Argue with me II: What old and new media can teach each other
: I’ll continue to post Q&As from the Corante interview by Ernie Miller in hopes of getting discussion going over at Corante’s site. The first one is below. Here’s the second one on what big media and citizens media and learn from each other. If you feel so inclined to bark at me (or purr) please, by all means, go do so here.
EM: What lessons should the old media be learning? What lessons can they teach newer media?
JJ: Big media has a great deal to learn from citizens’ media. First and foremost, old media lost its humanity. It no longer knows how to talk to us eye-to-eye and it certainly doesn’t know how to listen. It refuses to admit that it could be human and make mistakes (see Dan Rather, see Howell Raines). Big media must learn that news isn’t over when it’s printed and fishwrap; that is when the real story cycle begins, when the public asks questions and adds facts and corrects mistakes and adds perspective and helps get closer to the truth. Big media has to learn to be more honest — that is, to level with its public, to reveal its prejudices and process as citizen journalists do.
On a practical level — as advertising revenue and audiences decline — big media has to learn from citizens’ media how to do things cheaper, to spend less effort and money on commodity news we already know and more effort on the skills and products that make it valuable. And citizens’ media can help big media do this: At Advance.net, my employer, we are experimenting with hyperlocal blogs written by people in our towns in our newspaper and online markets, providing news and information and viewpoints we never could afford to gather on our own and allowing us — or so the strategy goes — to target advertising so narrowly that we can attract a new population of advertisers who never could afford to use our products before: the golden fleece of the local drycleaner and pizzeria and lawyer.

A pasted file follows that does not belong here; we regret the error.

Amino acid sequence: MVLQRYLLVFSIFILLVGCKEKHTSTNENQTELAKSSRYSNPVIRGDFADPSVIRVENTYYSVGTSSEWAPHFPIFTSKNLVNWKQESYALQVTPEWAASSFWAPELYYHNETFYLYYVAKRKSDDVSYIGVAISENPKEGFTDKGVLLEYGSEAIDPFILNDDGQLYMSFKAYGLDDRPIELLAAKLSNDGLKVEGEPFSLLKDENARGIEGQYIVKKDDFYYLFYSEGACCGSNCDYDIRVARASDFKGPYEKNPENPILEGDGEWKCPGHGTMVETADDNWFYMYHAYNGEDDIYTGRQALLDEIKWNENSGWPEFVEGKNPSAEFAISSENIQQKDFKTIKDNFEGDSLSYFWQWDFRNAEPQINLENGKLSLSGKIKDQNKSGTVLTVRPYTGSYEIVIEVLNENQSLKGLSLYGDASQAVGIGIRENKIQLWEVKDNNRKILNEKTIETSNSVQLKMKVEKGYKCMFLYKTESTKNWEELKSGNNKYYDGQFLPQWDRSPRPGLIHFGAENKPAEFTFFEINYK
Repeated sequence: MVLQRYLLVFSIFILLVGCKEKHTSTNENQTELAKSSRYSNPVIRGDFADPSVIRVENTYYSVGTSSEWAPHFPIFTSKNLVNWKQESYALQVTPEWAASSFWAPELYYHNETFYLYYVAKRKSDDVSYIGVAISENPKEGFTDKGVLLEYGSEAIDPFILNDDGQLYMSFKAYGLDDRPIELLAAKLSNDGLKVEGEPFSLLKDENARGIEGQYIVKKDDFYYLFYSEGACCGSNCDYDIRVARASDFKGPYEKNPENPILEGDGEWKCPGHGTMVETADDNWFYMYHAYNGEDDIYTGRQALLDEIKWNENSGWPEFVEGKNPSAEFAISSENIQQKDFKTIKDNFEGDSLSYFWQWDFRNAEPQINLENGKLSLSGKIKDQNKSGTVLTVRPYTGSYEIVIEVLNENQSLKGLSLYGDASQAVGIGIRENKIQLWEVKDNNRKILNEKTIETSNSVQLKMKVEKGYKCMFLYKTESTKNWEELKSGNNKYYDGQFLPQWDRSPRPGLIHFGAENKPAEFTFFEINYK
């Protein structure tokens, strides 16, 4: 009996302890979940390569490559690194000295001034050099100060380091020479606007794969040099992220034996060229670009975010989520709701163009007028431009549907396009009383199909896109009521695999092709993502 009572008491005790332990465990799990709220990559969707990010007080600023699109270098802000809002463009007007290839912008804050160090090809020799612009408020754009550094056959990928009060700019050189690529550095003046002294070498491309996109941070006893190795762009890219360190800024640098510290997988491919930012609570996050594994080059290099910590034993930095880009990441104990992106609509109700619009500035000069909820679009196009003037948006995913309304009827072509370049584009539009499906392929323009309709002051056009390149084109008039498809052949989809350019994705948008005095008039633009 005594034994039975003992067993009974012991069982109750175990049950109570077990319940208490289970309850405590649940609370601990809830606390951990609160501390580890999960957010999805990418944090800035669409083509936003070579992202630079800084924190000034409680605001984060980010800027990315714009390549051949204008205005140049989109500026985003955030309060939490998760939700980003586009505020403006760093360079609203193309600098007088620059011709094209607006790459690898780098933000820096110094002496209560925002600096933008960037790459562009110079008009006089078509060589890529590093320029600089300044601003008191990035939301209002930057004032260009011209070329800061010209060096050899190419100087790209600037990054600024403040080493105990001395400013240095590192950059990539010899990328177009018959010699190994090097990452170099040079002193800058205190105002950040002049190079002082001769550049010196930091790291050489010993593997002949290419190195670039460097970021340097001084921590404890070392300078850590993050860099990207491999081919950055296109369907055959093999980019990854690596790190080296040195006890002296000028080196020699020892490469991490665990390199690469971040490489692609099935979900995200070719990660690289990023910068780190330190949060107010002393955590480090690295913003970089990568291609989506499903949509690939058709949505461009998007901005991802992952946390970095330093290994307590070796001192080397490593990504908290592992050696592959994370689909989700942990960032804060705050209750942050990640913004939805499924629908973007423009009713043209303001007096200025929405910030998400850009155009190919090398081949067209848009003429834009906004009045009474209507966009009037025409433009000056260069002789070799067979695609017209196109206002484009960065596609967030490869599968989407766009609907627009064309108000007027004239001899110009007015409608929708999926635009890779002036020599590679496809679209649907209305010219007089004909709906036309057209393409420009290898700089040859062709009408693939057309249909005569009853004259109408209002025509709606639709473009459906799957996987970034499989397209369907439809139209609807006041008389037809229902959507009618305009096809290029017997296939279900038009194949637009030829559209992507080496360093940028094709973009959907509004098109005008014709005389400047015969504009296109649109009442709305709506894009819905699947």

Now on what citizens’ media can learn from the big guys:
Though I do believe that big media has a great deal to learn from citizens’ media — if they’ll listen — I also believe there are lessons old media can teach the new. Some bloggers may not want to hear that, but I think it is the responsibility of established media to share those lessons with those who’ll listen.
Some of the lessons are quite practical: Journalism — and legal — experts should be teaching bloggers about protecting themselves in the arenas of libel and copyright. And it’s important to add that big media should see bloggers as colleagues and help extend such protections as shield laws to them, for what happens to bloggers could happen to journalists and vice versa. Journalists also can teach bloggers how to use the Freedom of Information Act to dog government. I’d even say that some bloggers would benefit from learning how to write better headlines and leads and nut graphs, as we quaintly call them.
Big media — sometimes by unfortunate example — also can provide object lessons in the value of the only real asset they hold, credibility, and how that can fall away if treated with disregard, haughtiness, or disrespect. See, again, The New York Times with Jayson Blair and CBS News with Rathergate. Pride goeth before the expose. But bloggers would be wise not to get haughty themselves, as I fear they will. When I appeared on CNBC’s Capitol Report the other night with a blogger, he put himself above The Times and CBS because, he declared, he gets his facts right and they don’t. I wanted to shout at him: Stop now before it’s too late! Don’t make yourself into an would-be institution, like Rather; don’t put yourself up on a pedestal, because the fall from it is long and painful!
And now a plug for the Citizens Media Center:
(Pardon this interruption for a pledge moment: I’ve been trying to fund a Citizens’ Media Center to deal with precisely these issues, serving four constituencies — citizens’ media practitioners, who could benefit from a few of these lessons; and journalism students, big media companies, and newsmakers, all of whom need to learn how to interact with their publics in new ways. It’s my media mitzvah. Think this is a good cause? Email me. Now back to John Tesh and Yanni at Riverdance….)